Ode To Pro-Rape Republicans

Thirty Senate Republicans voted to keep rape victims who work for defense contractors from having their day in court. How? By voting against an Al Franken-proposed amendment to the 2010 Defense Appropriations Bill that would withhold defense contracts from companies (like Dick Cheney’s KBR) “if they restrict their employees from taking workplace sexual assault, battery and discrimination cases to court.”

Franken was inspired to sponsor this amendment by the ordeal of Jamie Leigh Jones, who was gang-raped by her co-workers while working for Halliburton/KBR in Baghdad. A clause in Jones’ KBR employment contract made employer-friendly private arbitration her only recourse, precluding Jones from seeking justice in court.

I hope all those pro-rape Republicans (listed below my limerick) are proud of themselves:

Ode To Pro-Rape Republicans (Limerick)
By Madeleine Begun Kane

Though Republicans yearn for support
From females, they’re bound to fall short:
Their position on rape
Is in criminal shape
Cuz they treat it like less than a tort.

Here’s the list of the thirty pro-rape Republican Senators:
Lamar Alexander (R-TN) John Barrasso (R-WY) Christopher Bond (R-MO) Sam Brownback (R-KS) Jim Bunning (R-KY) Richard Burr (R-NC) Saxby Chambliss (R-GA) Tom Coburn (R-OK) Thad Cochran (R-MS) Bob Corker (R-TN) John Cornyn (R-TX) Mike Crapo (R-ID) Jim DeMint (R-SC) John Ensign (R-NV) Michael Enzi (R-WY) Lindsey Graham (R-SC) Judd Gregg (R-NH) James Inhofe (R-OK) Johnny Isakson (R-GA) Mike Johanns (R-NE) Jon Kyl (R-AZ) John McCain (R-AZ) Mitch McConnell (R-KY) James Risch (R-ID) Pat Roberts (R-KS) Jeff Sessions (R-AL) Richard Shelby (R-AL) John Thune (R-SD) David Vitter (R-LA) Roger Wicker (R-MS)

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10 Responses to “Ode To Pro-Rape Republicans”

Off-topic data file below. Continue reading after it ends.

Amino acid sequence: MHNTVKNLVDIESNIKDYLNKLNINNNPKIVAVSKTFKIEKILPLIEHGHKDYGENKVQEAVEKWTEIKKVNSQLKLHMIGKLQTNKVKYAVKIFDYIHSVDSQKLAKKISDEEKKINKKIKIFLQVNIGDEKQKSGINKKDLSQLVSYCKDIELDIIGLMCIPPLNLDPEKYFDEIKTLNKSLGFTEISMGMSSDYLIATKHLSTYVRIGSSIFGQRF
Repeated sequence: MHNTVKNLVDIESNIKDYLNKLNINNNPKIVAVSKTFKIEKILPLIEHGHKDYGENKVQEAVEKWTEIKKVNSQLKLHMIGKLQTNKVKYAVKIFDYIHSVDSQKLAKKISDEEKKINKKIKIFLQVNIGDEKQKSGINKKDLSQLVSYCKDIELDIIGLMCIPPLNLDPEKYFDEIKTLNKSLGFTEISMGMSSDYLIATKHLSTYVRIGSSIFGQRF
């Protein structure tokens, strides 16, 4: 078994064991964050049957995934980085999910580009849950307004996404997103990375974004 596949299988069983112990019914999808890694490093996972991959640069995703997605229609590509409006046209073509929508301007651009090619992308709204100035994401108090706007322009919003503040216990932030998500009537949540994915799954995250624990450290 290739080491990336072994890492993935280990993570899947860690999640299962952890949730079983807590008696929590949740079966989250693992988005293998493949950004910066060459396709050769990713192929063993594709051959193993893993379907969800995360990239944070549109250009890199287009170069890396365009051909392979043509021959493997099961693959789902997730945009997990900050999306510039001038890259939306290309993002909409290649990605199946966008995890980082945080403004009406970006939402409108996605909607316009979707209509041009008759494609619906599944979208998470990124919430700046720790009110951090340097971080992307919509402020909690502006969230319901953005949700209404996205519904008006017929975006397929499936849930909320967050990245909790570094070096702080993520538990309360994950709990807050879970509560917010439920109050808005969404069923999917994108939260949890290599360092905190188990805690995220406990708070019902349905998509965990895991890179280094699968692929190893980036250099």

1. Rape is a Republicans second name.


  2. Joyce T. says:

    That is unbelievable. And sad.

  3. We’re currently working on a site to start coordinating against these men. It would be fitting to see the end of their political careers over this.

  4. I may be naive, but I have, for so long believed, that if all women believed, and acted, as if we are of equal value as men: husbands, boyfriends, brothers, fathers, —
    there would be such a change in our universal consciousness. That means that women would have to believe that they can take care of themselves without a partner…that they are capable of taking care of themselves without a man or a woman(if Gay). That they are valuable with or without a partner. That is not to say that women should not have a partner…but that if that partner turns out to be an ASS-HOLE they can pack up and get the Hell out of there, wherever there is…
    And that also means that women have the burden of transferring that Self-Esteem, Self-Worth onto their Daughters and Sons. And the men that believe this also. But how often is the fact that a Son is going to be born more valued than a Daughter on the way? I don’t know. I have no children. I just have a Mom who didn’t understand what I am saying back when I was young….And now at the ripe age of 86…She Does.